They pretend their victims are dangerous in order to justify crippling them. Not about health or independence/ but creating docility, helplessness, and stupidity. Psychiatry’s real function.

        Thieves who only break in to steal and kill.

    • It might be interesting to see how many “normal” people suffer a first episode psychosis within 15 days, even on that low dose of Zyprexa. I know it took about that long for me to suffer from my first ever episode of psychosis on a child’s dose of Risperdal, although it was given to cover up the common symptoms of antidepressant discontinuation syndrome.

      And both the antidepressants and antipsychotics are anticholinergic drugs, both are known to create psychosis, via anticholinergic toxidrome. But I was a “normal” person, prior to being defamed with a “metaphorical ‘illness of the brain.'” And I still am a normal person, now that I’ve been off the psych drugs a long time. Some “hey, you ‘mental health’ researchers are morally repugnant” should be made “out of that admission.”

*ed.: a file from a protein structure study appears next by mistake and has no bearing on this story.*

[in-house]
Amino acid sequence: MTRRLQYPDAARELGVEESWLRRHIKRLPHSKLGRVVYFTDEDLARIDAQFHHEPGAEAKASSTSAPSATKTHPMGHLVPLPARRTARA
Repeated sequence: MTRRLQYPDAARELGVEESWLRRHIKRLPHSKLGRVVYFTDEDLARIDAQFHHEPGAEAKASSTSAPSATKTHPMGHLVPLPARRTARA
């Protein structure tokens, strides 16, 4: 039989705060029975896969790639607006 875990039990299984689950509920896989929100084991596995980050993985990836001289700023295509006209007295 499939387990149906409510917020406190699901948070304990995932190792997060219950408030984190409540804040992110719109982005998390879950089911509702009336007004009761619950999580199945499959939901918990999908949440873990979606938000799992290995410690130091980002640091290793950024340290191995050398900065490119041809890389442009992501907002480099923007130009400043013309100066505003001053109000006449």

3. I need to create a fake name, fake situation…Oh, an acting job! Well weren’t my 35 years as a mental patient the greatest acting job of my life? I loved the staff, of course I did, thought they were the greatest and said, most dutifully, that getting locked up was okay because I deserved it.

  4. Thank you very much for spreading this information on this website. It is very useful for me.
    I personally decided to stop all psych drugs by myself as the psychiatrist said I can never heal and will need them for the rest of my life. I researched by myself a safe way to do it and I believe I made the right decision.